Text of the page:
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    The Weberian legacy: re-reading Reinhard Bendix’s Intellectual Portrait of Max Weber

    Caldwell, Raymond (2016) The Weberian legacy: re-reading Reinhard Bendix’s Intellectual Portrait of Max Weber. Journal of Classical Sociology 16 (2), pp. 196-218. ISSN 1468-795X.

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    Published more than 50 years ago, Reinhard Bendix’s classic monograph Max Weber: An Intellectual Portrait (1960) exercised an important influence on the early reception of Weber’s work in America. With the recent resurgence of interest in defining what constitutes ‘the Weberian legacy’, Bendix’s work has taken on renewed significance in understanding why the reception process of translation, adaptation and assimilation in America produced conflicting interpretations of Weber’s fragmented legacy. In the Intellectual Portrait, Bendix sought to provide a synthetic overview of Weber’s oeuvre as a whole, effectively rebalancing the earlier interpretative focus on The Protestant Ethic and the studies of the world religions by giving equal weight to the analytical treatise of Economy and Society, which includes studies of economics, religion, politics, power, law and the state. In doing so, Bendix challenged Talcott Parsons’ powerful alternative theoretical reading and helped extricate Weber’s historical sociology from the claims of functionalism and modernisation theory. Despite this success, Bendix’s Intellectual Portrait still exists under the shadow of Parsons’ interpretative legacy, and his reading of Weber is often criticised or misrepresented, even by his admirers. For some, he was an ‘instrumental Weberian’ who exaggerated Weber’s work on conflict and power, while for others he was a representative of ‘cultural Weberianism’ who focused on the autonomy of intellectual ideas and religious worldviews. In practice, Bendix, like Weber, can be adapted and assimilated into both readings. This essay reappraises the Intellectual Portrait as an important chapter in the intellectual history of Weber scholarship and interpretation. It seeks to re-evaluate Bendix as a Weber interpreter, as well as honour his status as a ‘Weberian’: a scholar who sought to reinterpret Weber’s comparative historical sociology of the West from the viewpoint of multiple modernities. While Bendix deserves this re-evaluation, the essay concludes by suggesting a genealogical counterhistory that questions the narrative retelling of the emergence of ‘the Weberian legacy’ as a progressive or cumulative process leading to an internally coherent or broadly consistent research programme, method, perspective, paradigm or tradition.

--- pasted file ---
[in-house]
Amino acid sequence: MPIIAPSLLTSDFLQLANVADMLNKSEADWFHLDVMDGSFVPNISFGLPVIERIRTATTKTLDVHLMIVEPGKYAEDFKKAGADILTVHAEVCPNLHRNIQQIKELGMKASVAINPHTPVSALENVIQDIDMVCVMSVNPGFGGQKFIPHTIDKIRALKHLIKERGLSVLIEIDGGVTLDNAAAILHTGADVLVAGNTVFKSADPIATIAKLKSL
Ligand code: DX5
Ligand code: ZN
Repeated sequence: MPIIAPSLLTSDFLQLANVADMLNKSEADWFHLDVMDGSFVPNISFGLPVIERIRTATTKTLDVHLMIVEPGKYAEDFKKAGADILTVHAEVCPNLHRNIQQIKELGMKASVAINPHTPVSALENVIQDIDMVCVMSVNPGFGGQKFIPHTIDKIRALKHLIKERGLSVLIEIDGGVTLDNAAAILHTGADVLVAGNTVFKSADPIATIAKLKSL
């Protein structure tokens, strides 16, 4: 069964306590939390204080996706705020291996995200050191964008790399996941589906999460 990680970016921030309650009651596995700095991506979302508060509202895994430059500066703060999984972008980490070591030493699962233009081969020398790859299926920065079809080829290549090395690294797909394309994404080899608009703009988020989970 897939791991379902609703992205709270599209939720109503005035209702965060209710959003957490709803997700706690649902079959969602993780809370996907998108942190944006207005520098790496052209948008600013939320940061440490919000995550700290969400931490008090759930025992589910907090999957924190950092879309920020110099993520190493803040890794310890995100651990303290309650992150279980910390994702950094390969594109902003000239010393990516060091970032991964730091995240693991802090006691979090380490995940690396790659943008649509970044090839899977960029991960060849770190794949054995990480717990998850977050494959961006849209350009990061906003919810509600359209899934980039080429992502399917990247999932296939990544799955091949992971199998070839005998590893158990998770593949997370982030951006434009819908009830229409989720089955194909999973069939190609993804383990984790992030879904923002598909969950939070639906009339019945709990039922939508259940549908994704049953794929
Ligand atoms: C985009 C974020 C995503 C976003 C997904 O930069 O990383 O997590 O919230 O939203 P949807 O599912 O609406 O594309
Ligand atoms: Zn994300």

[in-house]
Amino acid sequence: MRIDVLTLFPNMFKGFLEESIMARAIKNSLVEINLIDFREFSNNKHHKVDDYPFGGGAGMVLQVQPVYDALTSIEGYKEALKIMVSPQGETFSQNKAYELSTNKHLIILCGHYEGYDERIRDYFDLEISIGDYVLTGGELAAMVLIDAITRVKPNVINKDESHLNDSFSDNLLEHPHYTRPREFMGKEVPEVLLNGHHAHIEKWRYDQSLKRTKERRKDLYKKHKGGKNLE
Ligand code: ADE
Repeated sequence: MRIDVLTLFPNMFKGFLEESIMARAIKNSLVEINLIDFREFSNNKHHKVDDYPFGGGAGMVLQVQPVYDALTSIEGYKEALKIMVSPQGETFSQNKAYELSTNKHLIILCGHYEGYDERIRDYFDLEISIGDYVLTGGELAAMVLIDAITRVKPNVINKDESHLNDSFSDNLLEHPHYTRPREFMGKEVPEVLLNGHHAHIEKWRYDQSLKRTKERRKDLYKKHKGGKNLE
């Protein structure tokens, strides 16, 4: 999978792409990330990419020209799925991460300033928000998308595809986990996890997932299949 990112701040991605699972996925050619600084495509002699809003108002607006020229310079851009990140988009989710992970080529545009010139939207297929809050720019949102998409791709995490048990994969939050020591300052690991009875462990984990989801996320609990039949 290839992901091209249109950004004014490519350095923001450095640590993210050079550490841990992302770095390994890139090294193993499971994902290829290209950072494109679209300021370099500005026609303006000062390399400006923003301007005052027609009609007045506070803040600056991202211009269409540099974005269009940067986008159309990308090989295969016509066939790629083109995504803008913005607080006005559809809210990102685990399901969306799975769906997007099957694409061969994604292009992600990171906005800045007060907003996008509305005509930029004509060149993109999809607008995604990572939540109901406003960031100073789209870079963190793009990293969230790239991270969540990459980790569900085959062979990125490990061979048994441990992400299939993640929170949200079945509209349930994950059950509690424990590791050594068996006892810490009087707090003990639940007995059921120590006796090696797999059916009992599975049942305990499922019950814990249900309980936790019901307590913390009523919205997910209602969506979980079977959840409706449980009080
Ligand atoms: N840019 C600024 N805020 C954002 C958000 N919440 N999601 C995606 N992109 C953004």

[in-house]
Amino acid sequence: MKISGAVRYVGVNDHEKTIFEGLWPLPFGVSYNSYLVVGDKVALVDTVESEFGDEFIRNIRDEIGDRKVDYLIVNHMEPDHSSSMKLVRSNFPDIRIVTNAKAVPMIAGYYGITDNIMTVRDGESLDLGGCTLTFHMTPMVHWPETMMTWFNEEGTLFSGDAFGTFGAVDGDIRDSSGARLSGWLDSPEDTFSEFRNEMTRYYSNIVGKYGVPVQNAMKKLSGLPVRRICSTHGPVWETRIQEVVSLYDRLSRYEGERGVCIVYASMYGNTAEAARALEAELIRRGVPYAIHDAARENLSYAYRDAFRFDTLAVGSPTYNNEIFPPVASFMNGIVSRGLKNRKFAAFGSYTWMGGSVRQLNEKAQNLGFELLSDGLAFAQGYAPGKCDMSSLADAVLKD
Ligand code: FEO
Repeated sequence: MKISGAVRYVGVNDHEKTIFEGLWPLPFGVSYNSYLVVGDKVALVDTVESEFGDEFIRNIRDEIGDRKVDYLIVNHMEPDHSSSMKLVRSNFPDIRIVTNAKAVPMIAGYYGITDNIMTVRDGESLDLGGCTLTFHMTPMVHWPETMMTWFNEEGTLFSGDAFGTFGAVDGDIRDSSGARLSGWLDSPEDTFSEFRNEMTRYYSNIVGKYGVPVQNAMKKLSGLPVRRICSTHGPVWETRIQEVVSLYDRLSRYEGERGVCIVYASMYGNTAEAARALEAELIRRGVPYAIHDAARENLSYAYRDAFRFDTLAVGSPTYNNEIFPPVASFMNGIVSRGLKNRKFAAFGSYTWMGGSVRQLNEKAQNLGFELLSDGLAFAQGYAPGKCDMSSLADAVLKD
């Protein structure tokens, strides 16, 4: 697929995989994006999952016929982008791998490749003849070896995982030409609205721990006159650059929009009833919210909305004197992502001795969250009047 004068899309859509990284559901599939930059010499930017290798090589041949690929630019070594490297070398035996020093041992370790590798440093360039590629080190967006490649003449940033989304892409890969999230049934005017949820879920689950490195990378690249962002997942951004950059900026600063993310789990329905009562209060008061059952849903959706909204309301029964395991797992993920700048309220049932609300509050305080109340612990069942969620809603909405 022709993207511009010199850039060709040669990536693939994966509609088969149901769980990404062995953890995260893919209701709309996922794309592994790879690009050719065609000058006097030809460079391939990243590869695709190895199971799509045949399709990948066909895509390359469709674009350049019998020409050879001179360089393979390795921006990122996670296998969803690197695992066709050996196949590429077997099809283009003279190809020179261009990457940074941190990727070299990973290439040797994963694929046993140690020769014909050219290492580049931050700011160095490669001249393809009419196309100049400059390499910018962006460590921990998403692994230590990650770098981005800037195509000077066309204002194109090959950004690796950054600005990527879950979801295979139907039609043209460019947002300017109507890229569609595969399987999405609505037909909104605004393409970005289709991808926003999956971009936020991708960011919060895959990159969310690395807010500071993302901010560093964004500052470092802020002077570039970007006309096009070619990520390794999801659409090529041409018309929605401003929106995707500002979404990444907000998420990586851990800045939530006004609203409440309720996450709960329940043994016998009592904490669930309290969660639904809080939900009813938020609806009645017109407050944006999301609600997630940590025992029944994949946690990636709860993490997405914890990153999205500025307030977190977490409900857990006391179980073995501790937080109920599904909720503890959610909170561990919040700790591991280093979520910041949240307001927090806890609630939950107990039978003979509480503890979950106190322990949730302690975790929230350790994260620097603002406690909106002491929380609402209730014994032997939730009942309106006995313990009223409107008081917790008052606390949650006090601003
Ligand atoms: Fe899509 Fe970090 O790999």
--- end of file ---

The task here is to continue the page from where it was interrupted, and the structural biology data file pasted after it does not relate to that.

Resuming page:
Item Type: Article
    Keyword(s) / Subject(s): Bendix, counterhistory, Parsons, the Weberian legacy
    School: School of Business, Economics & Informatics > Organizational Psychology
    Depositing User: Raymond Caldwell
    Date Deposited: 08 Jun 2017 08:43
    Last Modified: 10 Feb 2021 17:00


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